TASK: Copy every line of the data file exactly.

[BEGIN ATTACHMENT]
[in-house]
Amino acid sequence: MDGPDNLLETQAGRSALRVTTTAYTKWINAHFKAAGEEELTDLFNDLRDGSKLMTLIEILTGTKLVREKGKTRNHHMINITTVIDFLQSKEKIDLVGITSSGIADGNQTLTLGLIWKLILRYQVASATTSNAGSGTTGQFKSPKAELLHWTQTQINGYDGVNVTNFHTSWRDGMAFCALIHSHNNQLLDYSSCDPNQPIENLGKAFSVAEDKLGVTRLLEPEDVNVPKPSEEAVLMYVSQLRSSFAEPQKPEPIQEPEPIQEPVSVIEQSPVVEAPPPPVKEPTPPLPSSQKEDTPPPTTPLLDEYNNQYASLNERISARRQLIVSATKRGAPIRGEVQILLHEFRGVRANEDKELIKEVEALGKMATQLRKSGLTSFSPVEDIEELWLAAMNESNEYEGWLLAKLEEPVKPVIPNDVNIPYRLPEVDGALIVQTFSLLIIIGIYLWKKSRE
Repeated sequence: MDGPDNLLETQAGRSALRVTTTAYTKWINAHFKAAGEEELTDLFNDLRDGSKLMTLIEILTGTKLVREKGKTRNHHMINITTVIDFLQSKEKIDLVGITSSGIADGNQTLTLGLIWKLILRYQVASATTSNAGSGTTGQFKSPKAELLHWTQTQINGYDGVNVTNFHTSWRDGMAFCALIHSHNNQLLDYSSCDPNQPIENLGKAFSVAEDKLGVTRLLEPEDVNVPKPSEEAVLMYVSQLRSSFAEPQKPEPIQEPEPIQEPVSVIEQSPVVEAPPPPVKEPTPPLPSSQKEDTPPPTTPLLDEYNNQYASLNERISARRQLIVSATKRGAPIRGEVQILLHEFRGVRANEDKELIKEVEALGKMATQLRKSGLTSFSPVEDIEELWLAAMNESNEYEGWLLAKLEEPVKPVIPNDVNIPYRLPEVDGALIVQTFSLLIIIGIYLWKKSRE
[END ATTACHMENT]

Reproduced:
[in-house]
Amino acid sequence: MDGPDNLLETQAGRSALRVTTTAYTKWINAHFKAAGEEELTDLFNDLRDGSKLMTLIEILTGTKLVREKGKTRNHHMINITTVIDFLQSKEKIDLVGITSSGIADGNQTLTLGLIWKLILRYQVASATTSNAGSGTTGQFKSPKAELLHWTQTQINGYDGVNVTNFHTSWRDGMAFCALIHSHNNQLLDYSSCDPNQPIENLGKAFSVAEDKLGVTRLLEPEDVNVPKPSEEAVLMYVSQLRSSFAEPQKPEPIQEPEPIQEPVSVIEQSPVVEAPPPPVKEPTPPLPSSQKEDTPPPTTPLLDEYNNQYASLNERISARRQLIVSATKRGAPIRGEVQILLHEFRGVRANEDKELIKEVEALGKMATQLRKSGLTSFSPVEDIEELWLAAMNESNEYEGWLLAKLEEPVKPVIPNDVNIPYRLPEVDGALIVQTFSLLIIIGIYLWKKSRE
Repeated sequence: MDGPDNLLETQAGRSALRVTTTAYTKWINAHFKAAGEEELTDLFNDLRDGSKLMTLIEILTGTKLVREKGKTRNHHMINITTVIDFLQSKEKIDLVGITSSGIADGNQTLTLGLIWKLILRYQVASATTSNAGSGTTGQFKSPKAELLHWTQTQINGYDGVNVTNFHTSWRDGMAFCALIHSHNNQLLDYSSCDPNQPIENLGKAFSVAEDKLGVTRLLEPEDVNVPKPSEEAVLMYVSQLRSSFAEPQKPEPIQEPEPIQEPVSVIEQSPVVEAPPPPVKEPTPPLPSSQKEDTPPPTTPLLDEYNNQYASLNERISARRQLIVSATKRGAPIRGEVQILLHEFRGVRANEDKELIKEVEALGKMATQLRKSGLTSFSPVEDIEELWLAAMNESNEYEGWLLAKLEEPVKPVIPNDVNIPYRLPEVDGALIVQTFSLLIIIGIYLWKKSRE